Human Rights & Discrimination

What is workplace discrimination?

The Alberta Human Rights Act protects people from discrimination by an employer. Common acts of employment-related discrimination include an employer refusing to employ someone or letting an existing employee go based on any of the following, which are called protected grounds in the legislation:

  • Race

  • Religious beliefs

  • Gender (includes pregnancy)

  • Physical and mental disability

  • Age

  • Marital status

  • Family status

  • Sexual orientation

The Human Rights Act also protects equal pay, regardless of gender identity, for those who perform the same or substantially similar work for an employer.

The clearest definition of discrimination in Canada to date comes from the Supreme Court of Canada:

Discrimination is a distinction which, whether intentional or not but based on grounds relating to personal characteristics of the individual or group, has an effect which imposes disadvantages not imposed on others or which withholds or limits access to advantages available to other members of society.

What if the employer does not intend to discriminate?

Whether an employer intended to discriminate or not doesn’t affect a finding of discrimination.  It only matters if the effect of the treatment is discrimination.

What are the consequences of discrimination and human rights issues?

If an employer is found to have discriminated, the consequences can include financial compensation and/or non-financial orders, such as:

  • Up to two years of wage replacement

  • Reinstatement of employment

  • Reimbursement for financial losses

  • Damages for psychological harm or loss of dignity

In some cases, a breach of human rights legislation may also constitute a constructive dismissal.

Employers also must accommodate employee needs based on the protected grounds to the point of “undue hardship”. When an employer becomes aware or should have reasonably become aware that accommodation is required, the employer is expected to make further inquiries to explore the accommodations required.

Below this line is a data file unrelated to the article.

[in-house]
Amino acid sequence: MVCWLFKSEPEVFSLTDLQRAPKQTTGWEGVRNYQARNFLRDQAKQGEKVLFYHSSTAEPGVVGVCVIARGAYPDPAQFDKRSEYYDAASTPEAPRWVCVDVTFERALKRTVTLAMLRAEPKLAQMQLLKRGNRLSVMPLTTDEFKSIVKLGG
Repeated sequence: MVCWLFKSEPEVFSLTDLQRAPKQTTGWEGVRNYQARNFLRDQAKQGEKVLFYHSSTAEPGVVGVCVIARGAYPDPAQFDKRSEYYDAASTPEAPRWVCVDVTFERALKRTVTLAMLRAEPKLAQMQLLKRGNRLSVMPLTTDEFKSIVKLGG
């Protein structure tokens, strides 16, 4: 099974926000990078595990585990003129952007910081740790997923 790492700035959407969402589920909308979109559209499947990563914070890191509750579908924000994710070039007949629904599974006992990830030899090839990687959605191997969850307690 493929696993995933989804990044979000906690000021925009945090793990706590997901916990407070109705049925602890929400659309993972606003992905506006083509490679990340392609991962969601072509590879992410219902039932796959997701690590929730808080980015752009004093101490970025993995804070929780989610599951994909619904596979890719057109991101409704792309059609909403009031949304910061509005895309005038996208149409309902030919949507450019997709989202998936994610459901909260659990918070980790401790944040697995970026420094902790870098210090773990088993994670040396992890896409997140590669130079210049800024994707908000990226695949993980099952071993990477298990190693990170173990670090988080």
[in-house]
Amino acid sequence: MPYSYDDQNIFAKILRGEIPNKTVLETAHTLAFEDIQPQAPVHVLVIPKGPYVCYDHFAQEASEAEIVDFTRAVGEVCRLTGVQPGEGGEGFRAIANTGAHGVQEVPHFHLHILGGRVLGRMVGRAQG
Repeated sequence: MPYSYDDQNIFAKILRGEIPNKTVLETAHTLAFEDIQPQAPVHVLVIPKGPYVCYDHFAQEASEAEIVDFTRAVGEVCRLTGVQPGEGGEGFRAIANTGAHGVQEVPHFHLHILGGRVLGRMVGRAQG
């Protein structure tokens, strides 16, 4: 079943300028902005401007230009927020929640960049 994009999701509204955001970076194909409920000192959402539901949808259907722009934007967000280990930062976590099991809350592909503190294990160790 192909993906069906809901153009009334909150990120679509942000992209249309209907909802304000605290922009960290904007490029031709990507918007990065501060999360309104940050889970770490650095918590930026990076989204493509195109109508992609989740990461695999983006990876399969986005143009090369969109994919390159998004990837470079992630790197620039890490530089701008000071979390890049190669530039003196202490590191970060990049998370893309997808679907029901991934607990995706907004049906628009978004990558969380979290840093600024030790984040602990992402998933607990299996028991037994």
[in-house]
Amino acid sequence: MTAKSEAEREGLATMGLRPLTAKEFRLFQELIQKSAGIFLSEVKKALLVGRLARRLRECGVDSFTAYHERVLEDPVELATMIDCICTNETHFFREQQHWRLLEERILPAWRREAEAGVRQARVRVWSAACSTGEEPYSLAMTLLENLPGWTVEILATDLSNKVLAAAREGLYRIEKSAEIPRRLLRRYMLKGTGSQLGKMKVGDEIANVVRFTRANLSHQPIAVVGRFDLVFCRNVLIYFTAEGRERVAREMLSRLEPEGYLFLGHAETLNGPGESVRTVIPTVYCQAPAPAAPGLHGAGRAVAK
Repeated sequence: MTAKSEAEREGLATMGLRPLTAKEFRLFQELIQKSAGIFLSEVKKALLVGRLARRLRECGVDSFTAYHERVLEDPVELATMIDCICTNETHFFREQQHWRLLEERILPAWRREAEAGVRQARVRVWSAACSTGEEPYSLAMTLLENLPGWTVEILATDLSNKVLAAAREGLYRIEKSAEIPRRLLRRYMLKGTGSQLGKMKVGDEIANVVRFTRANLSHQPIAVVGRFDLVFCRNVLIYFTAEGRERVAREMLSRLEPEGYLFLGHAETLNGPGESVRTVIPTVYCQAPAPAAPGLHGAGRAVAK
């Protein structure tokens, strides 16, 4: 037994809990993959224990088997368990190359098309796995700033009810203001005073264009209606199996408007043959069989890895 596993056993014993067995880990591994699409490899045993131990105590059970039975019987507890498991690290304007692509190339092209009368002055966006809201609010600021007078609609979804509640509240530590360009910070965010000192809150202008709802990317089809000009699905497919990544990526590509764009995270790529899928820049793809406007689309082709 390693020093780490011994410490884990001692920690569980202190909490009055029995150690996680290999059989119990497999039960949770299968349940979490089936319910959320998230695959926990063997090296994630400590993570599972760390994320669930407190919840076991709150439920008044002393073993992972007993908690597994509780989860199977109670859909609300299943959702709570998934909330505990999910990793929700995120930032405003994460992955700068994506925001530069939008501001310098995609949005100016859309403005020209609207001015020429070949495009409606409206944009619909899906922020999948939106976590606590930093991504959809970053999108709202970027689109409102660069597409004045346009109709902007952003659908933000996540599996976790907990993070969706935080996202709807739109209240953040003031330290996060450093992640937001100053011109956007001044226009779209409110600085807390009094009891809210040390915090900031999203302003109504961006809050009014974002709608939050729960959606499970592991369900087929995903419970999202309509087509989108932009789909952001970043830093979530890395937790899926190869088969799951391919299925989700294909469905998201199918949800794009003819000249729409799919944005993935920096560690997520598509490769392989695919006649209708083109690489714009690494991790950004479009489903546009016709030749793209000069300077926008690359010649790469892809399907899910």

Navigating a situation of potential discrimination isn’t easy, so we work closely with our clients every step of the way to determine whether their human rights have been violated and what options they have to move forward.

Frequently asked questions about discrimiation

Discrimination laws are complex. By consulting with a lawyer, you can gain a clear understanding of your rights as an employee and the specific protections afforded to you under relevant anti-discrimination laws. They can explain the legal standards that need to be met to prove discrimination and advise you on the best course of action.

Discrimination cases often require a thorough analysis of the facts and evidence. A lawyer experienced in employment law can review your case, assess the strength of your claims, and provide an objective evaluation of the potential outcomes. They can help you understand the legal elements you need to establish to prove discrimination and advise you on the viability of pursuing legal action.

It is important to consult with a lawyer as soon as you think you have been subject to discrimination. There are strict timelines that apply when asserting your rights regarding discriminatory conduct.

Discrimination consultations reviews can generally be completed within a week. Subject to our availability.

Our standard fee for discrimination consultations is $425, plus GST, although the fee may be higher if the facts of your case are particularly complicated. This fee includes reviewing of all materials provided in advance of the consultation, reviewing relevant precedents, attending the consultation, and answering follow up questions you have after the consultation.

Alberta’s Human Rights Act is a provincial law that protects individuals from discrimination and harassment on the basis of various personal characteristics, including race, colour, ancestry, place of origin, religious beliefs, gender identity, sexual orientation, age, and disability. The act applies to all employers, employees, and job applicants in Alberta.

An employer can only fire an employee who is on sick leave or maternity leave if they can prove that the termination occurred because the employee’s position was eliminated.

Contact us

Sometimes, you just need to take the next step.

If you’ve been struggling with a workplace issue, you’re in the right place and we’re here to help. Booking a consultation is the first step.